Home automation chatter has picked up over the past few months, especially now that Apple and Google are throwing their respective kits into the mix. There’s a plethora of approaches to introduce automation into our homes. Whether it’s Z-Wave to disengage your door lock or Zigbee to turn on your lights, the primary method to link up all the various protocols and centralize control is via a hub that rides your home network. And that’s what we’re looking at, three sub-$100 hubs – full of promise to tie together these protocols so that all our current and future home gadgetry play nicely together.
After spending a few weeks with the Staples Connect, SmartThings, and Wink hubs, I’ve come to realize that no one hub does it all… yet. Depending on your app interface taste (UI), technical know-how, determination, and patience, you’ll experience a different reaction from each of these hubs. Like the story of the 3 bears and porridge – based on your breakfast preferences, there is one that may be just right.
To give you an idea of my “just right” hub, I prefer to have a straightforward and simple UI. It shouldn’t be flashy and confusing, but basically do three things well: easily add your connected devices, show the status of those connected devices, and have the ability to automate those device functions via rules. Seems simple enough, right? So, as you read the following sections, keep in mind my preferences.
As for wireless compatibility, all three of these hubs support Z-Wave. The Staples Connect and Wink hub add Lutron’s Clear Connect wireless standard for lighting (and shades). Wink and SmartThings also support Zigbee. And, lastly, Wink adds Bluetooth 4.0 to the mix.
Let’s start with the least cooked, Wink. To be upfront, Wink should not have launched in the beginning of July and should have held off for a couple months, at least until the release of the GE Link LED lights. This would have given them time to update some annoyances with the Hub and provide a better out of box experience for users (especially the more technically daring ones). They also would have had momentum with a fairly cheap and easy product to integrate for your first home automation experience. Instead, the Wink hub ended up being a Jekyll and Hyde type of system. One minute working perfectly, the other a screaming mess of device status.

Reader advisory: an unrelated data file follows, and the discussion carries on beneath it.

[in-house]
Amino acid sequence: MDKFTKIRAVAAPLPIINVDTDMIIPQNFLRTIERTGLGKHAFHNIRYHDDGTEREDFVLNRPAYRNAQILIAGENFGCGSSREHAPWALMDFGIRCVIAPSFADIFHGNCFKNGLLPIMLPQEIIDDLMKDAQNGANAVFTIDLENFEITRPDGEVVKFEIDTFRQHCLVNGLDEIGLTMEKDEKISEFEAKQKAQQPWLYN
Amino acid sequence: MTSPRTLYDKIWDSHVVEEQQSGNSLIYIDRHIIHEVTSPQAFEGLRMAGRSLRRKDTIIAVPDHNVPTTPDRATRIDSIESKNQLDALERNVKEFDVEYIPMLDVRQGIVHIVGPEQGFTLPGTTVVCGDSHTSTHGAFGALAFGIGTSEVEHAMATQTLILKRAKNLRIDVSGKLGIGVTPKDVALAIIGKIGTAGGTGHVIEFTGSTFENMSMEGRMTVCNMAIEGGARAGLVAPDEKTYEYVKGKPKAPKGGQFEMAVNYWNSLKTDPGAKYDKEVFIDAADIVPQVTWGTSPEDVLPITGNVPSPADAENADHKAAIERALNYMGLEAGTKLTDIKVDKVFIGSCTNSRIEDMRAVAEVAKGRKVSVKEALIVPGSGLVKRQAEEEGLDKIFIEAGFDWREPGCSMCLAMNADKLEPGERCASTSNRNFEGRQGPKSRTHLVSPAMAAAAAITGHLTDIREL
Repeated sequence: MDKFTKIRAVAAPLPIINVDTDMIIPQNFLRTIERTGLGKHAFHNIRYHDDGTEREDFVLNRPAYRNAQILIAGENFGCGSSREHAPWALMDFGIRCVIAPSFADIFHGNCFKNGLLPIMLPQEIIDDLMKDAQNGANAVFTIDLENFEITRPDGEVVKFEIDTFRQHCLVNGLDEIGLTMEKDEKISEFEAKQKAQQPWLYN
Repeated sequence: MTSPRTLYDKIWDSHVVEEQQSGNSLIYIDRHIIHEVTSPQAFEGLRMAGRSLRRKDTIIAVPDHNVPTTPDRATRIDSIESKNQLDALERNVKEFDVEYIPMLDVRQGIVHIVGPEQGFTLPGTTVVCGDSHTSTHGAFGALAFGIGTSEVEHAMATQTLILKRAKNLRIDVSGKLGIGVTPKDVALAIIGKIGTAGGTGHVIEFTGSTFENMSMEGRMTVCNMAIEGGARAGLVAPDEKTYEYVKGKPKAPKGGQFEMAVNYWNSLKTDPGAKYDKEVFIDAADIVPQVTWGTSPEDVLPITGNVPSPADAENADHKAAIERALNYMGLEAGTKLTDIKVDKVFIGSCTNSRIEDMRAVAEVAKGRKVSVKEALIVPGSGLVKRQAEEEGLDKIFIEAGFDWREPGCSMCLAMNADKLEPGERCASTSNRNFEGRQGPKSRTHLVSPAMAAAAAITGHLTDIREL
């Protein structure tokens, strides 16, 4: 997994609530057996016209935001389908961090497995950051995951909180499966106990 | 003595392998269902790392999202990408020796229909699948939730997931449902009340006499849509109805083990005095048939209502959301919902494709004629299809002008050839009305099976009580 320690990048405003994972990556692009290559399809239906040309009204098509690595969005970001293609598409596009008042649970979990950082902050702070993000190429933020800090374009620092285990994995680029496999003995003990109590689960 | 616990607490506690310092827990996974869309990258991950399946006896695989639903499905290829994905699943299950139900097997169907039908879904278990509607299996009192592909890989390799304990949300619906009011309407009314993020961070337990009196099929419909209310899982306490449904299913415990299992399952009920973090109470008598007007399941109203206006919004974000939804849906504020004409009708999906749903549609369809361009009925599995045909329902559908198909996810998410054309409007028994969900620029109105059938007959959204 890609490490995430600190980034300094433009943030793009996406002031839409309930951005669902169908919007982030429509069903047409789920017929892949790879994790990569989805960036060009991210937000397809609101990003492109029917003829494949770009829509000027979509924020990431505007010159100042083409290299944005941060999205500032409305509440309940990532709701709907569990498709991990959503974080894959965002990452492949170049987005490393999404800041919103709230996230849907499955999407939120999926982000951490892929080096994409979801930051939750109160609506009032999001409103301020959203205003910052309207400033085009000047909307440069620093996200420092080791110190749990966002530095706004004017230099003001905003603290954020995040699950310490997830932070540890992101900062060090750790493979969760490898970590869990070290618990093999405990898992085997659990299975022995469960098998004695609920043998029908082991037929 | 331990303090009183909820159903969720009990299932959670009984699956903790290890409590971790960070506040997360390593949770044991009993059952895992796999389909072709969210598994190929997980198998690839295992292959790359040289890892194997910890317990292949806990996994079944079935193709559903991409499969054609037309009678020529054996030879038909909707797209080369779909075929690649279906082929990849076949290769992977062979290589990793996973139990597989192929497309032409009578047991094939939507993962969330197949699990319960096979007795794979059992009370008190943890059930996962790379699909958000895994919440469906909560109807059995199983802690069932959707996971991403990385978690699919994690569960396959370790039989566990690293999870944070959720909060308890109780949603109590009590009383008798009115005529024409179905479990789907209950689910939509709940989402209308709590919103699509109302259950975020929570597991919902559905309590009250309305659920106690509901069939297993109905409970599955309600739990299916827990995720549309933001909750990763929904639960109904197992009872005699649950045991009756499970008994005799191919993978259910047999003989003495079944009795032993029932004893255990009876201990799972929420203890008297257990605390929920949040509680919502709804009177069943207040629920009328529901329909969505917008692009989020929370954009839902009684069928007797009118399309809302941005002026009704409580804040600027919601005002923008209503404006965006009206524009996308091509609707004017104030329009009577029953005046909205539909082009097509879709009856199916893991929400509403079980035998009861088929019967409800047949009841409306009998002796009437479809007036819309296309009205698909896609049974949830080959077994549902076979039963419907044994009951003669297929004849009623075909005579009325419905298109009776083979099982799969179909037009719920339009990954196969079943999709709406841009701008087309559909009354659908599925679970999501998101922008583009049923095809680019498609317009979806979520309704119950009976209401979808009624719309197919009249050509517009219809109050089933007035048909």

The Hub itself is a plain white square that sits up. Using Wifi, you’re able to place the Wink Hub wherever you want in your home, as long as it’s in range of your network. This is convenient if you want to try to centrally locate your hub for better coverage.
Setting up the Hub was easy enough. Using Bluetooth, the Hub can identify your controlling device (in this case my iPhone 5s), and share network information during the initial configuration. When I first setup my Wink account and connected the Hub, there was a notification that the Hub needed a firmware update. I started that process…then again, and again, and again. It seems that there was a bug in the initial release that made it seem as if the Hub needed an update when it did not. This was fixed in a subsequent update, but not a good feeling out of the box.
[wink app gallery 1]
For devices, Wink tries to remove some of the complexity of connecting things to the hub by labeling them “Wink Compatible” or “Wink App Ready”. This means that when you go to add a device to your hub, you can easily find it in a predefined list. The Wink app (iOS / Google Play) even has a barcode scanner to easily find products. When using the Wink app, I visually find it simple and pleasing. Everything has it’s own category on the left side navigation (lights, sensors, cameras, etc.) and Wink even supports 3rd party services such as Dropcam, Philips Hue, and TCP Lighting. If you were paying attention to press release pictures, you would have also seen garage door integration with Chamberlain MyQ. This did not make it at launch and is slated for this fall. I was actually disappointed in this as the press release pictures definitely showed this integration.